Personalized Blood Flow Restriction (BFR) Rehabilitation is a type of Physical Therapy treatment that integrates the use of a personalized tourniquet system to restrict blood flow to an injured limb during active recovery training. Often, after an injury or surgery, a patient does not have the ability to lift heavy weights/loads thereby slowing down their overall recovery. Studies find BFR rehabilitation allows the patient to begin strength training using lesser weights/loads that won’t stress their joints or soft tissues, while still being able to gain the muscle strength, hypertrophy and endurance comparable to that of a heavy load lifting program. (Slysz et al 2015) While initially used in the treatment and recovery of service members who were wounded in Iraq and Afghanistan, it is now being used with the training and rehabilitation of elite athletes and in orthopedic clinical settings. Clinical trials have shown advancement in the rehabilitation of total knee replacements, wrist fractures, tendinopathies, cartilage injuries and chronic weakness after surgery. This technique is particularly successful in assisting injured and/or post-surgical patients who are struggling with muscle mass loss and weakness. When a limb is injured, it cannot tolerate the heavy lifting necessary to prevent and reverse the loss […]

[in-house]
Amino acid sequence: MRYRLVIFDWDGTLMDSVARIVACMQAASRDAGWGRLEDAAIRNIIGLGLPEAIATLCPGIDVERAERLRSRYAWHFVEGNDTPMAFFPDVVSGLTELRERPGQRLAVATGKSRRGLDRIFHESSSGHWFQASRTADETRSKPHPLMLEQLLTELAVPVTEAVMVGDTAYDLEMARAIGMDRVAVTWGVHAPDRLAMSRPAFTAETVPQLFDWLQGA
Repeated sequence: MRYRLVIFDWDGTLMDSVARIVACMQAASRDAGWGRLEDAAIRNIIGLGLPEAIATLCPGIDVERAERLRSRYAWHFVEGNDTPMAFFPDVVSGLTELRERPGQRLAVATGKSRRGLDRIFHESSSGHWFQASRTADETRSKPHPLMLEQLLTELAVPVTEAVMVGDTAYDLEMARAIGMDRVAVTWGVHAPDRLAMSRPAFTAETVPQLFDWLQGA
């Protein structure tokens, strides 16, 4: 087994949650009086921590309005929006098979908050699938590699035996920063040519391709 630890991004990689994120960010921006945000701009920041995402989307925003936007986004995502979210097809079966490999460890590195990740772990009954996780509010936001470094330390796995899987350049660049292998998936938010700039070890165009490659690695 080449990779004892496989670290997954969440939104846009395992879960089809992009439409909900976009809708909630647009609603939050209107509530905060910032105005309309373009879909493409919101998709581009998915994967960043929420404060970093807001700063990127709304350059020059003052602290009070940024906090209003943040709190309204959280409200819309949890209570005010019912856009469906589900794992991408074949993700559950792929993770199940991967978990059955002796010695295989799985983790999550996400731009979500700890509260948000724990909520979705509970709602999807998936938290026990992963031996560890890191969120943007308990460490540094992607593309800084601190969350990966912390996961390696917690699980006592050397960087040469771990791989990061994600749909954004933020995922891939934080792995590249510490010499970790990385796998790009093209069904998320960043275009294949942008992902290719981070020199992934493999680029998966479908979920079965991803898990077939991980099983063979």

The CNN segment that we filmed at Thrive a few months back is now online. Have a watch as practice owner Tamar Amitay, PT, MS and physical therapist Amy McGorry, PT, DPT, MTC, talk about and demonstrate manual therapy techniques on a patient. Here at Thrive Integrated Physical Therapy, PC, our physical therapists identify the faulty mechanics and movement patterns that contribute to and drive one’s pain. We’ve found that manual therapy coupled with an appropriate therapeutic exercise program really makes a difference. At Thrive we look for the root cause as well as underlying movement dysfunctions to base our interventions. We are dedicated to getting our patients back quickly in the game of life!
We at Thrive are ready to help meet the needs of pre and postpartum women and are launching a comprehensive rehabilitation and wellness program. We are looking forward to helping women stay strong and pain free during pregnancy, maintain safe exercise practices pre and post birth, and rehabilitate from injury. Our services will include a full musculoskeletal evaluation and examination for a wide variety of issues relevant to women.